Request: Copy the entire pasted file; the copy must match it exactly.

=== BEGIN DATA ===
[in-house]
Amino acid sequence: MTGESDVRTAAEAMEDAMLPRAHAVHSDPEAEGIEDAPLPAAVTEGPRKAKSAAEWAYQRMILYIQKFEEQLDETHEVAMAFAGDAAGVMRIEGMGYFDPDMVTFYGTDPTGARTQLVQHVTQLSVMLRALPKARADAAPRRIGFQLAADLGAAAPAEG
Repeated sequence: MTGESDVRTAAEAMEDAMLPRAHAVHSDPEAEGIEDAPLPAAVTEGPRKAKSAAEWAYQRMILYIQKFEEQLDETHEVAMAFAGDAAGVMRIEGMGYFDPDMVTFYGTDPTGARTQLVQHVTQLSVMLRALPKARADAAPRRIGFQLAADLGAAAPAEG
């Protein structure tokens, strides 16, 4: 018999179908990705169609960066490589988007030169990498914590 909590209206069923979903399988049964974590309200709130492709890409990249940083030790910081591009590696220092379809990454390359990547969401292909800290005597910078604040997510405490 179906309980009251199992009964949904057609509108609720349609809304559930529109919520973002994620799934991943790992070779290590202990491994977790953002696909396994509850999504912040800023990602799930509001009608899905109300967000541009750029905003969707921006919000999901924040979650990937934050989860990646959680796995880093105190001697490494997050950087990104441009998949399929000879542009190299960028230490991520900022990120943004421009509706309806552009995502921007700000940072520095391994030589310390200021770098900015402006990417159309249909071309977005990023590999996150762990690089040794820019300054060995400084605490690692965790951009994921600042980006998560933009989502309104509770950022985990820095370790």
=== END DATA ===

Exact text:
[in-house]
Amino acid sequence: MTGESDVRTAAEAMEDAMLPRAHAVHSDPEAEGIEDAPLPAAVTEGPRKAKSAAEWAYQRMILYIQKFEEQLDETHEVAMAFAGDAAGVMRIEGMGYFDPDMVTFYGTDPTGARTQLVQHVTQLSVMLRALPKARADAAPRRIGFQLAADLGAAAPAEG
Repeated sequence: MTGESDVRTAAEAMEDAMLPRAHAVHSDPEAEGIEDAPLPAAVTEGPRKAKSAAEWAYQRMILYIQKFEEQLDETHEVAMAFAGDAAGVMRIEGMGYFDPDMVTFYGTDPTGARTQLVQHVTQLSVMLRALPKARADAAPRRIGFQLAADLGAAAPAEG
């Protein structure tokens, strides 16, 4: 018999179908990705169609960066490589988007030169990498914590 909590209206069923979903399988049964974590309200709130492709890409990249940083030790910081591009590696220092379809990454390359990547969401292909800290005597910078604040997510405490 179906309980009251199992009964949904057609509108609720349609809304559930529109919520973002994620799934991943790992070779290590202990491994977790953002696909396994509850999504912040800023990602799930509001009608899905109300967000541009750029905003969707921006919000999901924040979650990937934050989860990646959680796995880093105190001697490494997050950087990104441009998949399929000879542009190299960028230490991520900022990120943004421009509706309806552009995502921007700000940072520095391994030589310390200021770098900015402006990417159309249909071309977005990023590999996150762990690089040794820019300054060995400084605490690692965790951009994921600042980006998560933009989502309104509770950022985990820095370790």